Background and Aims: Previous small studies have appraised the gut microbiome (GM) in steatosis, but large-scale studies are lacking. We studied the association of the GM diversity and composition, plasma metabolites, predicted functional metagenomics, and steatosis. Approach and Results: This is a cross-sectional analysis of the prospective population-based Rotterdam Study. We used 16S ribosomal RNA gene sequencing and determined taxonomy using the SILVA reference database. Alpha diversity and beta diversity were calculated using the Shannon diversity index and Bray–Curtis dissimilarities. Differences were tested across steatosis using permutational multivariate analysis of variance. Hepatic steatosis was diagnosed by ultrasonography. We subsequently selected genera using regularized regression. The functional metagenome was predicted based on the GM using Kyoto Encyclopedia of Genes and Genomes pathways. Serum metabolomics were assessed using high-throughput proton nuclear magnetic resonance. All analyses were adjusted for age, sex, body mass index, alcohol, diet, and proton-pump inhibitors. We included 1,355 participants, of whom 472 had steatosis. Alpha diversity was lower in steatosis (P = 1.1∙10−9), and beta diversity varied across steatosis strata (P = 0.001). Lasso selected 37 genera of which three remained significantly associated after adjustment (Coprococcus3: β = −65; Ruminococcus Gauvreauiigroup: β = 62; and Ruminococcus Gnavusgroup: β = 45, Q-value = 0.037). Predicted metagenome analyses revealed that pathways of secondary bile-acid synthesis and biotin metabolism were present, and D-alanine metabolism was absent in steatosis. Metabolic profiles showed positive associations for aromatic and branched chain amino acids and glycoprotein acetyls with steatosis and R. Gnavusgroup, whereas these metabolites were inversely associated with alpha diversity and Coprococcus3. Conclusions: We confirmed, on a large-scale, the lower microbial diversity and association of Coprococcus and Ruminococcus Gnavus with steatosis. We additionally showed that steatosis and alpha diversity share opposite metabolic profiles.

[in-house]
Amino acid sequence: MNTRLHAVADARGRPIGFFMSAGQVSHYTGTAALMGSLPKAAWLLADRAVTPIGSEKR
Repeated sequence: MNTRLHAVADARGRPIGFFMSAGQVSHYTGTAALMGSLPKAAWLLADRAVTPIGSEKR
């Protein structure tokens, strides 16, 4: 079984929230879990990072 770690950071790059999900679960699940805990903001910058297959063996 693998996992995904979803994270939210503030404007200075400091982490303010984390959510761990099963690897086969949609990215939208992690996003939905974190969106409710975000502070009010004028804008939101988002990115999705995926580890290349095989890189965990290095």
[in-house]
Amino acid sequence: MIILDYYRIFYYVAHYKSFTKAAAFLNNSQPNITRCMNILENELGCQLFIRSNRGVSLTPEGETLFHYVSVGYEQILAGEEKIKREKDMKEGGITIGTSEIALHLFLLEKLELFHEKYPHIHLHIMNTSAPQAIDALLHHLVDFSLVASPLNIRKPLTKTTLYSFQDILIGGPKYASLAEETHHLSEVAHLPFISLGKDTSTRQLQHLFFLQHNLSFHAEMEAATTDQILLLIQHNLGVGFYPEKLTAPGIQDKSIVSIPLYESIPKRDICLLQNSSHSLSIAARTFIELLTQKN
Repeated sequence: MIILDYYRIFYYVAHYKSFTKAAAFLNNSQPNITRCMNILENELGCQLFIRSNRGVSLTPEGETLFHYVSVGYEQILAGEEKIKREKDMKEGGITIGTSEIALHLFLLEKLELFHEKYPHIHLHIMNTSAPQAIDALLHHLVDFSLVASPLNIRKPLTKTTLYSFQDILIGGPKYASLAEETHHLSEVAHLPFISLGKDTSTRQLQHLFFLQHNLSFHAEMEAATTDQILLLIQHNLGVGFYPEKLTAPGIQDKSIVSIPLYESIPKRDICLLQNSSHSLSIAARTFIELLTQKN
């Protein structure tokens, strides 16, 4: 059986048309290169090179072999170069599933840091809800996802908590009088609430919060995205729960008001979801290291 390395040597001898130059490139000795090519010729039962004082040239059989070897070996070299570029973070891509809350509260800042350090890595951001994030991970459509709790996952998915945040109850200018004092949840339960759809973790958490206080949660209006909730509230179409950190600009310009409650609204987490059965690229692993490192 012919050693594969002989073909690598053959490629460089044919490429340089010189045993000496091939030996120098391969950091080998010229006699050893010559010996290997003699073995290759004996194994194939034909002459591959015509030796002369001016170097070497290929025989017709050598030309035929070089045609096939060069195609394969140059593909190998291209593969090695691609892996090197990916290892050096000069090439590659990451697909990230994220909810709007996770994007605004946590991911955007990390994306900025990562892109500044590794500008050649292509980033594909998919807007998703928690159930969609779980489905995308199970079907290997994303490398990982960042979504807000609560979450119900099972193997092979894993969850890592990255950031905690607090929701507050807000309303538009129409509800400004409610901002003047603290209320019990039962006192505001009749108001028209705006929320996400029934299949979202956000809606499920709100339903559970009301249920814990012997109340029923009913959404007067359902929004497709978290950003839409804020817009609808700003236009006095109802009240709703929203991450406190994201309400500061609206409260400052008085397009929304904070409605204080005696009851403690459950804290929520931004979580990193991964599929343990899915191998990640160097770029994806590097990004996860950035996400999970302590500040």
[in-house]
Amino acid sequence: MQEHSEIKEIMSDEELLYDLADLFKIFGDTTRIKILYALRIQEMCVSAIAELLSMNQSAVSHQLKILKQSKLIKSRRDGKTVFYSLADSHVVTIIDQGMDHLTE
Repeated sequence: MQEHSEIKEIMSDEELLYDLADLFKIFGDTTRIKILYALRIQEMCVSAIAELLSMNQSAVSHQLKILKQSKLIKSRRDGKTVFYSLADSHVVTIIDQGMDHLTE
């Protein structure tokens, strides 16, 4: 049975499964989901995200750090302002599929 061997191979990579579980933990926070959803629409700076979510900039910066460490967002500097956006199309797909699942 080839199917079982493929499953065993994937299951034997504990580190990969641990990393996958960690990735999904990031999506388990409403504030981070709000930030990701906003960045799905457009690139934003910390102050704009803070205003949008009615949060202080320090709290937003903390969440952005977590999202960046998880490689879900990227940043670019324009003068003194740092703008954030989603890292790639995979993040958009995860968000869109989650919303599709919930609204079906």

Bibliographical noteFunding Information:
The authors thank the Rotterdam Study participants and staff, and in particular, the collaborating general practitioners and pharmacists. The authors are also deeply grateful to Mrs. van Wijngaarden (P.W.), nurse ultrasonographeer, for performing the abdominal ultrasonography and LSMs. The generation and management of stool microbiome data for the Rotterdam Study (RSIII-2) was executed by the Human Genotyping Facility of the Genetic Laboratory of the Department of Internal Medicine, Erasmus Medical Center, Rotterdam, the Netherlands. We thank Nahid El Faquir and Jolande Verkroost-Van Heemst for their help in sample collection and registration, and Pelle van der Wal, Kamal Arabe, Hedayat Razawy, and Karan Singh Asra for their help in DNA isolation and sequencing. Furthermore, we thank Drs. Jeroen Raes and Jun Wang (KU Leuven, Belgium) for their guidance in 16S rRNA profiling and data-set generation.
© 2020 by the American Association for the Study of Liver Diseases.